The AVBOB Poetry Competition | Memorial Poems - Frequently Asked Questions About Memorial Poems

8 Frequently Asked Questions About Memorial Poems

If you have been tasked with writing a poem for a memorial or funeral, or if you would like to pen a piece to read out of your own, you may be looking for some inspiration. We at The AVBOB Poetry Project believe that everyone has what it takes to express themselves through the written word, and we have got all your questions about memorial poems covered.

1. “How Are Memorial Poems Different from Other Poetry?”

Poems that are written and performed at memorials and funerals are usually elegies. An elegy is a piece used to express mourning and grief, or even reverence. It is a way to reflect on the tragedy of a loved one’s passing and it may delve into themes such as sorrow, regret, redemption, and healing. Memorial poems need not always adhere to the traditional idea of an elegy, however, and writers are free to personalise their poems as they wish.

2. “What is the Purpose of Memorial Poetry?”

In his famous poem about searching for purpose, “O Me! O Life!”, Walt Whitman wrote, “That you are here—that life exists and identity, That the powerful play goes on, and you may contribute a verse.” Just as with life, you get to choose the meaning and purpose of your poem – and contribute how you see fit. For some, memorial poems are a way to comfort and console the people left behind after the death of someone they love. Others may use the opportunity to celebrate someone’s legacy or to remember the happy memories of the life they lived.

3. “Should Memorial Poems Always Be Sombre?”

There are a few things to keep in mind when deciding on the tone of your poem. The audience is an important consideration because it would be insensitive to offend or unsettle them during their time of grief. That said, funeral and memorial poems can be light-hearted, humorous, and even somewhat entertaining. The best elegies are those that are true to the poets who write them, while still honouring the memory of the people in whose name they are written.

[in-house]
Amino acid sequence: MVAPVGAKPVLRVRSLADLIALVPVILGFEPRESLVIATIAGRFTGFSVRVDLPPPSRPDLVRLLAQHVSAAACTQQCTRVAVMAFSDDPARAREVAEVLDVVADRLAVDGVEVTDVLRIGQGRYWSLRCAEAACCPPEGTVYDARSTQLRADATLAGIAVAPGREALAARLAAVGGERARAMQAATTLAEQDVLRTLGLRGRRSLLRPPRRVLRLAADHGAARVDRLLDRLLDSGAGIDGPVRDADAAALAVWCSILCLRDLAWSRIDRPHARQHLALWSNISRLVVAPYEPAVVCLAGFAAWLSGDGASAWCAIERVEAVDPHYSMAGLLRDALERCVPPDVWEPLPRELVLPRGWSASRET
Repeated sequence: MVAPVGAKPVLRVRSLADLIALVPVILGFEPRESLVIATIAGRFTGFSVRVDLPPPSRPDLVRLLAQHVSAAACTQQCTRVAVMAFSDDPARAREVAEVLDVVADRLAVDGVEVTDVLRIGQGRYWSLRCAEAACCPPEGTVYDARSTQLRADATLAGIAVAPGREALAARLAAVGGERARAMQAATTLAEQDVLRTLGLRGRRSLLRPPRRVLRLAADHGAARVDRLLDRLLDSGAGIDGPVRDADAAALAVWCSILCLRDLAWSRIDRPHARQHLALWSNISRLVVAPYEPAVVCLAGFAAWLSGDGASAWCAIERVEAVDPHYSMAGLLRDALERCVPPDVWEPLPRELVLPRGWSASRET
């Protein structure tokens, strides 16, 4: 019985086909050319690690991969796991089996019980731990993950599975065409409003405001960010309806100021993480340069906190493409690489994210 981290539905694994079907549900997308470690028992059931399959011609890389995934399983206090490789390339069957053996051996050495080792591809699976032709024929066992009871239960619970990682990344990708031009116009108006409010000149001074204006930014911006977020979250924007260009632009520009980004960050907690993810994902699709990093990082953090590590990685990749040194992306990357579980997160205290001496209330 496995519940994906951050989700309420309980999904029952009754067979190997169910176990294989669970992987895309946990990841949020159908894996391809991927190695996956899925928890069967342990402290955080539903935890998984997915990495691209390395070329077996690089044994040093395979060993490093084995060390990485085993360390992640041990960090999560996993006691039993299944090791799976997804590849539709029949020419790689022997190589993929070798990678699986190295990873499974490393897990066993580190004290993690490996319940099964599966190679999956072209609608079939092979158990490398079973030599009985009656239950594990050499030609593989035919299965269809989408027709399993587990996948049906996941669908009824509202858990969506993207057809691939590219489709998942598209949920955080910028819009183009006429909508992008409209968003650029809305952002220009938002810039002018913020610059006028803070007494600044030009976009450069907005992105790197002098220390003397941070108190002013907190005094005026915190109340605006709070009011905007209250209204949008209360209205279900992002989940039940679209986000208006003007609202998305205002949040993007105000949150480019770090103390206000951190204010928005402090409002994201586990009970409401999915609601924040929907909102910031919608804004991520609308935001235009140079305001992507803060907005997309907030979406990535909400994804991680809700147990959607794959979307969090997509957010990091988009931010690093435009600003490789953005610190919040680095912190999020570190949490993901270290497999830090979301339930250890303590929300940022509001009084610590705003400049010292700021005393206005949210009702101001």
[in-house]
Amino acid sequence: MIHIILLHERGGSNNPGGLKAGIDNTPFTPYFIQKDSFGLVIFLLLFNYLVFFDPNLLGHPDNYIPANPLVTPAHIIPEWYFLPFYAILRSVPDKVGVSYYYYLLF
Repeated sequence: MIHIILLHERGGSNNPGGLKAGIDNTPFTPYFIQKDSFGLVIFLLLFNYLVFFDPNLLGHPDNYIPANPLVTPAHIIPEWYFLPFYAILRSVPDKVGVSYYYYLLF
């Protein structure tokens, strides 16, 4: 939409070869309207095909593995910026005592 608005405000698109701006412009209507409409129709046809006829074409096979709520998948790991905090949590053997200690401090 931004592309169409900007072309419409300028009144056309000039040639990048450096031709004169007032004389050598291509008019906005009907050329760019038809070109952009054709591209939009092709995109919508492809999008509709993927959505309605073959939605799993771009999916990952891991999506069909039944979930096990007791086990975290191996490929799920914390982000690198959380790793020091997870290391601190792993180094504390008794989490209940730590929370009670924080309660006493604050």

4. “What Kind of Poetic Devices Should I Use?”

Poetic devices are used to amplify the meaning and intensity of a poem, so using them carefully is essential. Rhythm, repetition, and rhyming can all be employed to create a harmonious flow of verses and emphasise certain themes. Similes, metaphors, and imagery can also present powerful symbolism in the mind’s eye of the audience, which is engaging. Try not to venture too far off course with such devices, however, as it may overwhelm or confuse the audience.

5. “Should My Poem Make Sense to Everyone?”

Your audience is, once again, your most important consideration when exploring what content to include in your piece. Sharing a simple inside joke or personal experience within your poem is not wrong but aim to avoid leaving the audience confused – or worse, bored.

6. “How Do I Know if My Poem is Any Good?”

It is easy to be too hard on yourself, and it’s also easy to lack self-awareness. The best way to judge your poem is to read it to, or have it read by, someone whose judgement you trust, preferably someone with a good eye for quality writing. An outside opinion may help you refresh and refine a few things but take any criticism you receive as objectively as possible.

7. “How Do I Begin the Process?”

Getting started is half the challenge, and it may help to think of a few themes you are interested in exploring. Writing prompts are also helpful in guiding the process and sticking to a central theme, offering some creative relief to poets who feel stuck. Some ideas for writing prompts include:

  • Saying what you never got the chance to say.
  • Things you will miss the most about them.
  • Ways in which your life must now change.
  • Things you would do differently if you had another chance.
  • How they impacted the world when they were alive.
  • What their being and presence meant to those who loved them most.

8. “Where Can I Find Inspiration for My Poem?”

Inspiration is everywhere – you can find it in nature, other forms of art and media, and by reading poems written by others. Ourlibrary of poems includes thousands of entries that explore the theme of death and loss, and you are free to enjoy the talent of local poets in all 11 official languages.

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